On this particular day the choices included: From the East: Little Island, Bagaducci River, Maine; Sunken Meadow Gems, Cape Cod, Mass.; South Bay, Long Island Sound (listed as Mass. but I suspect they meant Great South Bays from NY); Blue Points, Long Island Sound, Conn.; Ichabod Flats, Plymouth, Mass.; Peter’s Point, Cape Cod, Mass. and Beavertail, Narragansett Bay, Rhode Island. From the West: Royal Miyagi, Sunshine Coast, B.C.; Kumamoto, Humboldt Bay, Calif.; Mirada, Hood Cana, Wash. and Fanny Bay, B.C.
“Some people like oysters from just one region. I like ‘em all,” said Bracha.
Me too. In fact I’ve decided my new mantra is: “So many varieties of oysters…so little time.”
There were many on this list I’d never tasted, including varieties not even listed on Oysterpedia, my go-to easy reference app. (It's free!) Also missing were any Florida oysters, the wonderful Apalachicolas (Bracha assured me that he loves them but—for complex reasons involving where they are packed—he can’t always get authentic ones) and any varieties from Canada. (Bracha is participating in the Canadian seafood boycott sponsored by The Humane Society, though I’m doing my best to change his mind when it comes to buying from hard-working oyster farmers who have nothing to do with slaughtering seals.)
Born in Israel, Bracha came to the U.S. as a boy and grew up in Brooklyn. He’s lived in Florida for “twenty-something years,” spending the last ten at the helm of The River. I asked him why he thinks oysters seem to be such a booming business these days.
“Every three or four years a new food trend comes up. There are bloggers and foodie intellects. In the last couple of years, oysters got really popular.”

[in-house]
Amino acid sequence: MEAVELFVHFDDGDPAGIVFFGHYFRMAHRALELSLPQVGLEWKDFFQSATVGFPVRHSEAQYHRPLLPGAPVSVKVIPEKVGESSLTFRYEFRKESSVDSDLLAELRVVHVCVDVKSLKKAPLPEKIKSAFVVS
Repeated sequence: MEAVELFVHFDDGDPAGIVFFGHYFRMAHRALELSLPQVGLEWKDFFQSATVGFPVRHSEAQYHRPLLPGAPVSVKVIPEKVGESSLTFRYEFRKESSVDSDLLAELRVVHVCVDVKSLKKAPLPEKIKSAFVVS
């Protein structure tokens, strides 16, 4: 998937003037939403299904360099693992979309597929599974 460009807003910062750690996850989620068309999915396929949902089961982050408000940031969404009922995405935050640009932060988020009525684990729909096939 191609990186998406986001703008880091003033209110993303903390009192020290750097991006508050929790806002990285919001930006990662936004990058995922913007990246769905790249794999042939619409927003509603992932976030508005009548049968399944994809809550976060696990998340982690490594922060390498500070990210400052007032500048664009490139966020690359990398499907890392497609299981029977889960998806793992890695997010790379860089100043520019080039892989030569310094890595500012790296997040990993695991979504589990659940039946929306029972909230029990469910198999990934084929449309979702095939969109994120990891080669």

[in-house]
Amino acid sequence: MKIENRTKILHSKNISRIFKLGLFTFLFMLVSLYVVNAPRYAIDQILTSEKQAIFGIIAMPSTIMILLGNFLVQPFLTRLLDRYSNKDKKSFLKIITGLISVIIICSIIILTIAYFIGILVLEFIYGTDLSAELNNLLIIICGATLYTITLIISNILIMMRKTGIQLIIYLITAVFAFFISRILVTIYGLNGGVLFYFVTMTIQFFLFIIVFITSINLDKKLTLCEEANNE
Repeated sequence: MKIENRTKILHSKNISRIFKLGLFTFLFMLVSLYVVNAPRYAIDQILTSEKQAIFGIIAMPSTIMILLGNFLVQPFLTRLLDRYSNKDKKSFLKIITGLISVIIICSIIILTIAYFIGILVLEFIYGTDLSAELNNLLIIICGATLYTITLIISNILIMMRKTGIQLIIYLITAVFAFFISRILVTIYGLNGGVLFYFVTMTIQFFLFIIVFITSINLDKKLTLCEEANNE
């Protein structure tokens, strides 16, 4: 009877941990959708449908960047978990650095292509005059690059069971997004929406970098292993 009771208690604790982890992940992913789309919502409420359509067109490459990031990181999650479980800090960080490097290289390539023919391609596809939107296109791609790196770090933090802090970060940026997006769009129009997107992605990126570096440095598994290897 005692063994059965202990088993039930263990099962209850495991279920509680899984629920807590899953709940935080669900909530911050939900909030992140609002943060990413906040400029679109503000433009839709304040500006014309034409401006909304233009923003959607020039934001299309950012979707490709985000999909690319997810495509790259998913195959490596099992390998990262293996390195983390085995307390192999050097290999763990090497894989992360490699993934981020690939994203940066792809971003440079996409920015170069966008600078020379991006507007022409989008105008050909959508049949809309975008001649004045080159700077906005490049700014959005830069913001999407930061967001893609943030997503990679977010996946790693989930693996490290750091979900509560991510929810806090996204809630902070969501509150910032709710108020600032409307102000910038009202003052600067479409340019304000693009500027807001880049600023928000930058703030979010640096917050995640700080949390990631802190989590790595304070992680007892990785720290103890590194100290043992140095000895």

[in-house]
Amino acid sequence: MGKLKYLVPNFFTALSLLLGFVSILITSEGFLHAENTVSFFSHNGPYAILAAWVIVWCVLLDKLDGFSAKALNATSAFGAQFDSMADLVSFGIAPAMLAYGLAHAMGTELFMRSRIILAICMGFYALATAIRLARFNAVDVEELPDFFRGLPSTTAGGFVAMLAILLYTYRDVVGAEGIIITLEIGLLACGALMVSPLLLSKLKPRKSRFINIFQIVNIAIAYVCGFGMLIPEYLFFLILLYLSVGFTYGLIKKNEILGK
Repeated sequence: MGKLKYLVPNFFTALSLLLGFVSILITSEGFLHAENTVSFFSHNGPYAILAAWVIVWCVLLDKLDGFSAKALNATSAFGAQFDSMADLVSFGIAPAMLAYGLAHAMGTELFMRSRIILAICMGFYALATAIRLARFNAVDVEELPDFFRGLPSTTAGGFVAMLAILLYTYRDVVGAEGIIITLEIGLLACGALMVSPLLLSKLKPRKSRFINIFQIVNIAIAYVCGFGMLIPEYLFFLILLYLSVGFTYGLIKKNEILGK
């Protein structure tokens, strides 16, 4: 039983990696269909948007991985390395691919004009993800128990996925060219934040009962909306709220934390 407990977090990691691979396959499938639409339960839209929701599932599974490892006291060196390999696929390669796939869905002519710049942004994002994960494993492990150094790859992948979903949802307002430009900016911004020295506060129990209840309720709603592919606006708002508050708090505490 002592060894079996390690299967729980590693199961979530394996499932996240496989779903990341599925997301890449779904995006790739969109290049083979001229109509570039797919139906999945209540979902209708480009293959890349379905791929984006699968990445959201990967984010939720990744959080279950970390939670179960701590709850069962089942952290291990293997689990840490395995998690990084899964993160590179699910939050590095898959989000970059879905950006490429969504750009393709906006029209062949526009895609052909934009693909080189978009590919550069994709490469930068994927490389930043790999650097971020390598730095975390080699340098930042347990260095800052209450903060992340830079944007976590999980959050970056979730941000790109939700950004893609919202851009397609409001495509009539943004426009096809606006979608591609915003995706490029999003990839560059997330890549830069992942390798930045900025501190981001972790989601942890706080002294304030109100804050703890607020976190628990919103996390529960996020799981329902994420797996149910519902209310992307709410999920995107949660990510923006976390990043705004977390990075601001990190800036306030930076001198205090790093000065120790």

We ordered three varieties: Royal Miyagi (surprisingly wonderful, clean and light with dimension); Ichabod Flats (a first for both of us—and not very briny for Mass. oysters) and Sunken Meadow Gems (one set were mild and the other had more punch), and slurped them with a Muscadet from the Loire Valley.
“I love eating oysters and drinking Muscadet. It’s the white wine you want to drink with oysters.”
And so we slurped. We sipped. We chatted.
About what? Oyster farming. Sustainability issues. Moms who eat oysters. Moms who don’t. Shucking competitions. Wild Belons. Lustau Almacenista Amontilllado. Vacations in Spain. The Florida Panhandle. Oyster suppliers. “Training-wheel” oysters. Wellfleet. Galway. East coast versus West. Oysters-oysters—sis-boom-bah. Too soon it was time for the chef to get back to the stove, and for me to be on my way back to the beach.
“Oysters are the perfect food. They’re very sustainable. And good for you. And delicious, though not everybody likes them. There’s no better way to start a meal. It gets you ready to eat.”
Agreed. Though I’d add: Ready to eat…more oysters.
The River Seafood and Oyster Bar, 650 South Miami Ave., 305-530-1915
I grew up spending part of every summer in Wellfleet, Massachusetts, which included eating many oysters. After stumbling into an oyster shucking competition in Miami Beach in 2006, I’ve become a fan of the sport and have written about local, national, and international competitions for the Boston Globe, Los Angeles Times, American Way Magazine, and the Huffington Post. I've also written oyster-centric stories for Rustik and Modern Farmer. I’ve never met an oyster I didn’t want to eat.